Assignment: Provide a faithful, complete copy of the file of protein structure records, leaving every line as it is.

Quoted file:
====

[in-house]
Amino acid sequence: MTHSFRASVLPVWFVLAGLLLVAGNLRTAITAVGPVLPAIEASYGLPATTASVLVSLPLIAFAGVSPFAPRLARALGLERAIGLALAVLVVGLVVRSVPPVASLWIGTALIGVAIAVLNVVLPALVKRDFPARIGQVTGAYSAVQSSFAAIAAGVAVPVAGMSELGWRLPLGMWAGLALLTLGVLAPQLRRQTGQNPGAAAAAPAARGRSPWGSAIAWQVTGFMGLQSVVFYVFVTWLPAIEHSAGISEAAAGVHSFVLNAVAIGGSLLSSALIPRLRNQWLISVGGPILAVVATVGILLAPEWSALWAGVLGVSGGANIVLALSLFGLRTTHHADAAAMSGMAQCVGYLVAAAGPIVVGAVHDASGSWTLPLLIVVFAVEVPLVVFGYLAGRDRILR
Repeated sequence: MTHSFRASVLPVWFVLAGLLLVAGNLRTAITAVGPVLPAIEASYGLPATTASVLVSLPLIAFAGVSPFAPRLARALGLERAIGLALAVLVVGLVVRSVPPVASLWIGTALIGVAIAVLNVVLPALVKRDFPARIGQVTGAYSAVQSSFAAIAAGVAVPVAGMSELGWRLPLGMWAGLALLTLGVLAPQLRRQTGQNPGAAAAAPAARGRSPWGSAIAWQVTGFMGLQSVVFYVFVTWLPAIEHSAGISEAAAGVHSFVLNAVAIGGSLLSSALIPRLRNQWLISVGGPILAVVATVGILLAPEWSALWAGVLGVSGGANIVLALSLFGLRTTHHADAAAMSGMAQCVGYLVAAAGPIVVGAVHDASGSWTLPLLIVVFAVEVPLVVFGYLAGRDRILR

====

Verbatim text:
[in-house]
Amino acid sequence: MTHSFRASVLPVWFVLAGLLLVAGNLRTAITAVGPVLPAIEASYGLPATTASVLVSLPLIAFAGVSPFAPRLARALGLERAIGLALAVLVVGLVVRSVPPVASLWIGTALIGVAIAVLNVVLPALVKRDFPARIGQVTGAYSAVQSSFAAIAAGVAVPVAGMSELGWRLPLGMWAGLALLTLGVLAPQLRRQTGQNPGAAAAAPAARGRSPWGSAIAWQVTGFMGLQSVVFYVFVTWLPAIEHSAGISEAAAGVHSFVLNAVAIGGSLLSSALIPRLRNQWLISVGGPILAVVATVGILLAPEWSALWAGVLGVSGGANIVLALSLFGLRTTHHADAAAMSGMAQCVGYLVAAAGPIVVGAVHDASGSWTLPLLIVVFAVEVPLVVFGYLAGRDRILR
Repeated sequence: MTHSFRASVLPVWFVLAGLLLVAGNLRTAITAVGPVLPAIEASYGLPATTASVLVSLPLIAFAGVSPFAPRLARALGLERAIGLALAVLVVGLVVRSVPPVASLWIGTALIGVAIAVLNVVLPALVKRDFPARIGQVTGAYSAVQSSFAAIAAGVAVPVAGMSELGWRLPLGMWAGLALLTLGVLAPQLRRQTGQNPGAAAAAPAARGRSPWGSAIAWQVTGFMGLQSVVFYVFVTWLPAIEHSAGISEAAAGVHSFVLNAVAIGGSLLSSALIPRLRNQWLISVGGPILAVVATVGILLAPEWSALWAGVLGVSGGANIVLALSLFGLRTTHHADAAAMSGMAQCVGYLVAAAGPIVVGAVHDASGSWTLPLLIVVFAVEVPLVVFGYLAGRDRILR